How to deploy an application using Red Hat OpenShift Service on AWS

Learn how to deploy an application on a cluster using Red Hat OpenShift Service on AWS.

Scaling can refer to a few things.

  • Manually scaling pods
  • Pod autoscaling (using a horizontal pod autoscaler)
  • Node autoscaling

In this section, we will explore all three.

What will you learn?

  • Manual and auto-scaling of pods
  • Autoscaling of nodes

What do you need before starting?

  • Successfully deployed application on an OpenShift Service on AWS cluster

Steps for scaling within an OpenShift Service on AWS cluster

Pod scaling

In OpenShift, you can scale the number of pods up or down for each part of an application as needed. This can be accomplished via changing our replica set/deployment definition (declarative), by the command line (imperative), or via the web console (imperative).

In our deployment definition (part of our ostoy-fe-deployment.yaml), we stated that we only want one pod for our microservice to start with. This means that the Kubernetes Replication Controller will always strive to keep one pod alive. We can also define pod autoscaling using the horizontal pod autoscaler (HPA) based on load to expand past what we defined if needed (which we will do in a later section of this learning path).

In the OSToy app, click on Networking in the left menu to access this portion of the workshop.

If you look at the Intra-cluster Communication tile on the left, you should see one box randomly changing colors. This box displays the randomly generated color sent to the frontend by our microservice along with the pod name that sent it. Because we see only one box, as shown in Figure 18, that means there is only one microservice pod. We will now scale up our microservice pods to see the number of boxes change.

Figure 18. A single microservice pod is depicted by a box that contains the current hostname and a randomly generated color string.
Figure 18. A single microservice pod is depicted by a box that contains the current hostname and a randomly generated color string.

1. Confirm the number of pods running

To confirm that we only have one pod running for our microservice, run the following command or use the web console:

 $ oc get pods
    NAME                                   READY     STATUS    RESTARTS   AGE
    ostoy-frontend-679cb85695-5cn7x       1/1       Running   0          1h
    ostoy-microservice-86b4c6f559-p594d   1/1       Running   0          1h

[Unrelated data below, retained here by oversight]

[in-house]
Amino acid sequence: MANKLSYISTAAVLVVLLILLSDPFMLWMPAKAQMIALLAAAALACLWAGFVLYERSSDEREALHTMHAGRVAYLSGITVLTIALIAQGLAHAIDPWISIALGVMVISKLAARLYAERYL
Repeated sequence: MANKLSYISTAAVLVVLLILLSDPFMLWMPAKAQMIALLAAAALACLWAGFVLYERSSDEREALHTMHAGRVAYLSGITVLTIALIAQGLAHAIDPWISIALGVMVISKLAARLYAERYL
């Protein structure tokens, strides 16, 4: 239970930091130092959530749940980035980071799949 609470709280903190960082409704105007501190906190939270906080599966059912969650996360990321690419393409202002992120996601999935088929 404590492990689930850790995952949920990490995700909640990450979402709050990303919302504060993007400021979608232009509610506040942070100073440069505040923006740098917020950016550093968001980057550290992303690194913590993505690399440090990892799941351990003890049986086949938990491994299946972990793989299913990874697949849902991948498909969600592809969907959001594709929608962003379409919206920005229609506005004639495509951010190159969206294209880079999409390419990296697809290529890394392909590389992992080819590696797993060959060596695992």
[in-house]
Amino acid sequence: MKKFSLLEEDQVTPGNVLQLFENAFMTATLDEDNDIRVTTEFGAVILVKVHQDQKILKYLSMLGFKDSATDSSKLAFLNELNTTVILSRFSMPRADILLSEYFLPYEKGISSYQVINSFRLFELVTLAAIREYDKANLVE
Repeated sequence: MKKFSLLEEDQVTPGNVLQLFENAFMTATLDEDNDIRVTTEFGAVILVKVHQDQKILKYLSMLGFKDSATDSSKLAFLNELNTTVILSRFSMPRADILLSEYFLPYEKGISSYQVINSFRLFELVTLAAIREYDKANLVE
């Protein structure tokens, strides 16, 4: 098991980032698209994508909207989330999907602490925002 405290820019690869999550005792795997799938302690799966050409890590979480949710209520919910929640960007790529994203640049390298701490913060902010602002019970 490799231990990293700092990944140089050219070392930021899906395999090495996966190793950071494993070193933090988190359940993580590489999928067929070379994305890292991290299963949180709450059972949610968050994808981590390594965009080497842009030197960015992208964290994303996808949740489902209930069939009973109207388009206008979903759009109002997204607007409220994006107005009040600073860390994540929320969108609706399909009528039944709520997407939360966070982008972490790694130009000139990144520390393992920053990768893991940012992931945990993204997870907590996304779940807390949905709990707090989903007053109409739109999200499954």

2. Scale pods via Deployment definition

Let's change our microservice definition YAML to reflect that we want three pods instead of the one we see. Download the ostoy-microservice-deployment.yaml and save it on your local machine, if you haven’t done so already.

  • Open the file using your favorite editor (e.g., vi ostoy-microservice-deployment.yaml)
  • Find the line that states replicas: 1 and change that to replicas: 3. Then save and quit.

It will look like this:

spec:
        selector:
          matchLabels:
            app: ostoy-microservice
        replicas: 3
  • Assuming you are still logged in via the CLI, execute the following command:
oc apply -f ostoy-microservice-deployment.yaml

Note: You can also change it directly in the OpenShift Web Console by going to Deployments
ostoy-microservice YAML tab.

  • Confirm that there are now three pods, either the CLI (oc get pods) or the web console (Workloads Deployments ostoy-microservice).
  • See this visually by navigating to the OSToy app Networking in the left menu and counting how many boxes there are now. There should be three.
Screenshot of remote pods display on console showing three microservice pods available.png
Figure 19. Screenshot of remote pods display on console showing three microservice pods available.

3. Scale down via CLI

Now we will scale the pods down using the command line.

  • Execute the following command from the CLI:
oc scale deployment ostoy-microservice --replicas=2
  • Confirm that there are indeed two pods, either via the CLI or the web console.
oc get pods
  • See this visually by visiting the OSToy app and counting how many boxes there are now. It should be two.

4. Scale down via web console